From the Division of Pulmonary and Critical Care Medicine and Internal Medicine, Mayo Clinic, Rochester, Minn. A question-and-answer section appears at the end of this article. Address reprint requests and correspondence to Kaiser G. Lim, MD, Division of Pulmonary and Critical Care Medicine, Mayo Clinic, 200 First St SW, Rochester, MN 55905. Mayo Clin Proc. 2002;77:1333-1339 1333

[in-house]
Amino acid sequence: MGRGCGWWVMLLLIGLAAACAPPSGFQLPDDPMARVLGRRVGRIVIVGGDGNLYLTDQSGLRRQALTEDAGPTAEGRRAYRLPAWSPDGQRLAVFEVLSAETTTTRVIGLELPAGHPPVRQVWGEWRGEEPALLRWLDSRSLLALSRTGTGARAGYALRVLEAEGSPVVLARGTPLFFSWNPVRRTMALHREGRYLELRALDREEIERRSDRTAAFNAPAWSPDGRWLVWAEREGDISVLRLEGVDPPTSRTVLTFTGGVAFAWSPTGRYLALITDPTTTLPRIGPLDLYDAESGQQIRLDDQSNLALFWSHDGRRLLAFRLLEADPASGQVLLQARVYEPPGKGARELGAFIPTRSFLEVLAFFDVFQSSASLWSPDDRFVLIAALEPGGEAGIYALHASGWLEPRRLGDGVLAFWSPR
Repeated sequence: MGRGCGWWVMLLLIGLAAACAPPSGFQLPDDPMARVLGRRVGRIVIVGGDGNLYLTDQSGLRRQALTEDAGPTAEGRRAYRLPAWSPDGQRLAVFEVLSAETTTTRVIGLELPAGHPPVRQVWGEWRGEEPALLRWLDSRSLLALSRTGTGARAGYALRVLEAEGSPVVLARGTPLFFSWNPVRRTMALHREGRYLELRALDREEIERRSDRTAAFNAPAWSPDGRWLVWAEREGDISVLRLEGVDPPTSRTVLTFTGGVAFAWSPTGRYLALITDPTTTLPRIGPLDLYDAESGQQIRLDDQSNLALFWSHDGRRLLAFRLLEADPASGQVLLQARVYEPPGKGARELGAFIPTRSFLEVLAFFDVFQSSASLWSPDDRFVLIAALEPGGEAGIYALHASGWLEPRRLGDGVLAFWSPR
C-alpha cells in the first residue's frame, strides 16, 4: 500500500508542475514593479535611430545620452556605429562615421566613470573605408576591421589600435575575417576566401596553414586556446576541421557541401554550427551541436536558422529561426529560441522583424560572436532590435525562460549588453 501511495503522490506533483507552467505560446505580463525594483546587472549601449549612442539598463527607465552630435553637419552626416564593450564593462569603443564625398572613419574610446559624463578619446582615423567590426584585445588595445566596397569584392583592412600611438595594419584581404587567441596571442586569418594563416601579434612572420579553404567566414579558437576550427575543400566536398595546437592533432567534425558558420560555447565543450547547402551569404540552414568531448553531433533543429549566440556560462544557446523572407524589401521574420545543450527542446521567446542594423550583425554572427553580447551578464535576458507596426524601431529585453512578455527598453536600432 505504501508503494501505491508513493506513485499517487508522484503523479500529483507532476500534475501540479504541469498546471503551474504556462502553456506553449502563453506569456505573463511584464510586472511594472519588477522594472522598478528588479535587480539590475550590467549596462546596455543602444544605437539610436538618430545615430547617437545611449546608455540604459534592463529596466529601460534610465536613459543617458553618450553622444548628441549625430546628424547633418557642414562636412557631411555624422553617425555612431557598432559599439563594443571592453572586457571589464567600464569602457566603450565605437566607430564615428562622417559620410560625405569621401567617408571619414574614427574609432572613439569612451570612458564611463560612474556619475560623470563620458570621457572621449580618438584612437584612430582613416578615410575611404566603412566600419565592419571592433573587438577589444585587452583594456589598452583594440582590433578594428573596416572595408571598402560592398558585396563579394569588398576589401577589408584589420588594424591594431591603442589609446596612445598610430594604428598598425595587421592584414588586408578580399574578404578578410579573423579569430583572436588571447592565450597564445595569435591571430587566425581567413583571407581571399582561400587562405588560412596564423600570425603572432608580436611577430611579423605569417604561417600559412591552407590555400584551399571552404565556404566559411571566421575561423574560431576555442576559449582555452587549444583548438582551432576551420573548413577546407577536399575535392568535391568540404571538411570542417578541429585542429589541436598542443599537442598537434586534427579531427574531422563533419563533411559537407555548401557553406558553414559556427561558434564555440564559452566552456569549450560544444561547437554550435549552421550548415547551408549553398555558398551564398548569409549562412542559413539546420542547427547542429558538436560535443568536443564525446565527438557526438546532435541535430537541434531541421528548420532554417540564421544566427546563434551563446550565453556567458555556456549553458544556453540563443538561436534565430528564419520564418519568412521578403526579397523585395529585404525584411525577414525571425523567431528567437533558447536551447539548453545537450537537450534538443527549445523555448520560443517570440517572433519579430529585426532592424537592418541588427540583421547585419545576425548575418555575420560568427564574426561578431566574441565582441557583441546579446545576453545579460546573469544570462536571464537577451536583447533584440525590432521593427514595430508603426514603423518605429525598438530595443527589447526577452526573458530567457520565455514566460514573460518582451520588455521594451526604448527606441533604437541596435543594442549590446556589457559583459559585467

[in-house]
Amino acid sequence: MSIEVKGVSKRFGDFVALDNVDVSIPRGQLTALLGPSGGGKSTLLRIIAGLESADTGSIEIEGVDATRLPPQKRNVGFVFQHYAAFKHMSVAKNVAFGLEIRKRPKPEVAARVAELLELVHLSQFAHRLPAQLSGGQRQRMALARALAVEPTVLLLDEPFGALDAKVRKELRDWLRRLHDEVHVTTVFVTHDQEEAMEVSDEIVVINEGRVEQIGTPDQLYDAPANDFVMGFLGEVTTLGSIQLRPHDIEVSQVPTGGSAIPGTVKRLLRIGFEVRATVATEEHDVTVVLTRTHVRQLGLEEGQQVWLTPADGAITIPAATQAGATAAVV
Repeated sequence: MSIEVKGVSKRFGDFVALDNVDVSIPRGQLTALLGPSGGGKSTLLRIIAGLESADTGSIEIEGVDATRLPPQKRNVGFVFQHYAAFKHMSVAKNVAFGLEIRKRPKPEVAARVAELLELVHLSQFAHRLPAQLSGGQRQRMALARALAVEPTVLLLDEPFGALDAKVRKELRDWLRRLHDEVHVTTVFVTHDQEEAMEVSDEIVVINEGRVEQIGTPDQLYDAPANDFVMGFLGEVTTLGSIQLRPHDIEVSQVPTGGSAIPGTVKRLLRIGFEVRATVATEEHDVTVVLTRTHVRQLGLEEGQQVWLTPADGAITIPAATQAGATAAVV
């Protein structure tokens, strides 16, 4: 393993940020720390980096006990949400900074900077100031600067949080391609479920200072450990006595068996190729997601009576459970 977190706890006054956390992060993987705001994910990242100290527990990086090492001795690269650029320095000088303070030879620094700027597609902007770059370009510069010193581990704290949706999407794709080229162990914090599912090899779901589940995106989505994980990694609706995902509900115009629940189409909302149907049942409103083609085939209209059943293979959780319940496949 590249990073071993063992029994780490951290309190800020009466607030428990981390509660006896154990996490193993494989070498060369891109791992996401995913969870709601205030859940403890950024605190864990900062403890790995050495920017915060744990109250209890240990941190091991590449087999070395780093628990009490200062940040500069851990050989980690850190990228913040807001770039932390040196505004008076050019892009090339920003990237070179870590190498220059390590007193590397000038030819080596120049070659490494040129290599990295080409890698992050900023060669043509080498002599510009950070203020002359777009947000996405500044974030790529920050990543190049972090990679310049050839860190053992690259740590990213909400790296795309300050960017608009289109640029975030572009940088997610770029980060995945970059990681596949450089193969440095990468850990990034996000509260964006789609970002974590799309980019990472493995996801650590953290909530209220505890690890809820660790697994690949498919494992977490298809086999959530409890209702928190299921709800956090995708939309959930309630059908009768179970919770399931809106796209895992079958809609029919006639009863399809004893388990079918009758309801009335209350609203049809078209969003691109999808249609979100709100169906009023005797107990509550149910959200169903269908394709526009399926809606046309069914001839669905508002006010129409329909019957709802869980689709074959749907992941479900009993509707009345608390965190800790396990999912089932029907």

lower doses of an ICS. Once the initial dose of ICS has been determined, clinicians must choose an appropriate strategy if the patient continues to be symptomatic. This is the so-called step 3 option. However, several aspects of anti-inflammatory therapy are unclear. For example, the treatment regimen necessary to control asthma symptoms may be insufficient for resolving inflammation, maximizing airway function, and preventing the accelerated longitudinal decline in lung function.12 Additionally, it is unclear whether complete resolution of airway inflammation results in normalization of other features of asthma, ie, bronchial hyperresponsiveness and stabilization of airway function.13 A noninvasive, clinically convenient test to detect and measure airway inflammation does not exist. There is no equivalency of glycosylated hemoglobin to gauge adequacy of anti-inflammatory therapy. With no objective measure of inflammation, titration of therapy has been used to achieve symptomatic control. A highly symptomatic patient may require only a small dose of an ICS for symptomatic control, whereas a patient with severe, persistent asthma needs high doses of an ICS.14 Itemizing the patients specific complaints, ie, symptoms, is important. By targeting symptoms with specific pharmacological intervention, the clinician can monitor treatment efficacy and determine the necessary therapeutic duration. This approach is more logical than a generic strategy of advocating additive or combination therapy for the persistently symptomatic patient already using an ICS. The following key questions should be addressed. Does the patient have concurrent problems, such as sinusitis, rhini 2002 Mayo Foundation for Medical Education and Research